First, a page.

There's a fracking research study likely to be unleashed in the next several months on University of Tennessee land about an hour from the main campus in Knoxville.
Several companies, including Pittsburgh-based Atlas Energy , appear likely to submit proposals to participate in the effort by the August deadline. Atlas has already completed 450 natural gas wells in a four-county area of Tennessee.
Give it some gas
But while the drilling that ultimately occurs in Tennessee will involve fracking, it won't include hydraulic fracturing. That's because, rather than the hundreds of thousands or millions of gallons of water per well normally associated with fracking, the approach in the Chattanooga shale will involve the pumping of nitrogen gas into the rock, a substitution that works especially well in shallow formations.
According to Air Products and Chemicals, while the use of nitrogen is about 15% more expensive than hydraulic fracturing, that difference is largely offset by an 11% increase in the estimated ultimate recovery of natural gas. Further, amid spreading drought conditions across much of the U.S., along with increasing requirements that drillers treat, recycle, and reuse flowback water, the use of nitrogen in fracking is surging.
Nitrogen three ways
Air Products notes that the proportion of the nitrogen used depends on a several factors, including the well's depth:
Nitrogen gas fracking is used in shallower formations -- typically less than 5,000 feet deep -- that are water sensitive. Since nitrogen is a poor proppant carrier, it's ideal for use in brittle shale with natural fractures that tend to stay self-propped after they've been hit by pressure pumping.
Nitrogen foam uses 53% to 95% nitrogen, with the remainder consisting of water. Given the ability to create this combination, fluid viscosity can be adjusted as need, and the volume of additives used is reduced by the percentage of nitrogen included. The result for operators is both environmental and financial benefits.
Nitrogen-energized fracking involves the inclusion of the gas at rates below 53% of the total. Given its increased liquids content, this combination can be used in formations with depths up to 8,000 feet.
The benefits of nitrogenous fracturing in times of increasing water scarcity are hardly inconsequential. For instance, whereas in recent years farmers in some parts of Colorado forked over from $9 to $100 for an acre foot of water to cities with excess supplies, energy companies are now paying $1,200 to $2,900 per acre foot.
In drought-parched Texas, a typical hydraulically fractured well requires about 6 million gallons of water. And with Arkansas, Colorado, New Mexico, Oklahoma, Utah, and Wyoming also low on aqua, Halliburton has unleashed a new technology that makes wastewater available to its customers.
Other fracking goings-on
While water is likely to remain a key consideration for hydraulic fracturing for years to come, there are several other items of importance currently swirling about with regard to unconventional drilling, which has been responsible for a 30% increase in U.S. oil reserves and a 90% incrasee in our gas reserves:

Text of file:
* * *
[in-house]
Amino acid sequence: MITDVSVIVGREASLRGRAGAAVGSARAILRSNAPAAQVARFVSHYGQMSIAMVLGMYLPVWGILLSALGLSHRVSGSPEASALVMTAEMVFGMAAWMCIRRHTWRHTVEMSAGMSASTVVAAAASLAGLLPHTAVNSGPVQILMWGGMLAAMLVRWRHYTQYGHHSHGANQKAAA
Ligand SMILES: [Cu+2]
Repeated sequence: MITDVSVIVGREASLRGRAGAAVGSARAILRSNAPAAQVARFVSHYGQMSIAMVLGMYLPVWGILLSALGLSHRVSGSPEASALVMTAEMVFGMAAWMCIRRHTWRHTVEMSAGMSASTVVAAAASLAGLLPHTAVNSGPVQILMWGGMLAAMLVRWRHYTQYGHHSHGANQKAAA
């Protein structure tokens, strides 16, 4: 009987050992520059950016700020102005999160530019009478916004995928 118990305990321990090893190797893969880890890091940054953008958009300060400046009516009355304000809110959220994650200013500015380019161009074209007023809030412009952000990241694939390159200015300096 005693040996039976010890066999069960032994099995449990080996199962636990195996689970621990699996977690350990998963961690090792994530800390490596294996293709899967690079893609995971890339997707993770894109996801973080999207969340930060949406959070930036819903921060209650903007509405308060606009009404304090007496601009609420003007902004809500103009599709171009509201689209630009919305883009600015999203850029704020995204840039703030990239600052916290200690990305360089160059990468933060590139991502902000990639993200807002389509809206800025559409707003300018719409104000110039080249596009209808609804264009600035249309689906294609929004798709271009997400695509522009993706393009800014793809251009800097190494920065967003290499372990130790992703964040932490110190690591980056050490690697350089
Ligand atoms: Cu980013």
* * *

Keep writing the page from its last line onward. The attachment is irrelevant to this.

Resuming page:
The Environmental Protection Agency continues to move forward with its nationwide study of the potential effects of hydraulic fracturing on groundwater and drinking water. A resulting report is expected to be released in 2014. In the meantime, 31 experts from universities, scientific laboratories, and industry have been appointed to review what promises to be a landmark document.
The EPA also has abandoned its interminable and controversial research into whether fracking by Encana fouled the water table in Pavillion, Wyo. The effort was a follow-up to a 2011 study by the agency, which purported to find a connection between Encana's operations and the contamination of an aquifer, has been turned over to Wyoming officials. They plan to release a final report next year.
The Obama administration has set forth a proposed rule requiring oil and natural gas companies that drill on federal land to disclose the chemicals used in their hydraulic operations. It also would establish standards for well construction and waste disposal.
A Foolish takeaway
Hydraulic fracturing, it seems, will always be a target for environmental grousing and federal nitpicking. It seems unlikely, however, that it will ever be severely curtailed. On that basis, I'm increasingly becoming a proponent of Chesapeake Energy , especially under its new management.
The company is the nation's second largest natural gas producer, its most active fracker, and the holder of substantial acreage in many of our nation's major shale plays. it's also likely to see its shares propelled higher by what's likely to be an increase in U.S. natural gas demand.
The article Is Fracking on the Verge of Drying Up? originally appeared on Fool.com.
Fool contributor David Smith owns shares of Chesapeake Energy. The Motley Fool recommends Halliburton and National Oilwell Varco, owns shares of National Oilwell Varco, and has options on Chesapeake Energy. Try any of our Foolish newsletter services free for 30 days. We Fools don't all hold the same opinions, but we all believe that considering a diverse range of insights makes us better investors. The Motley Fool has a disclosure policy.
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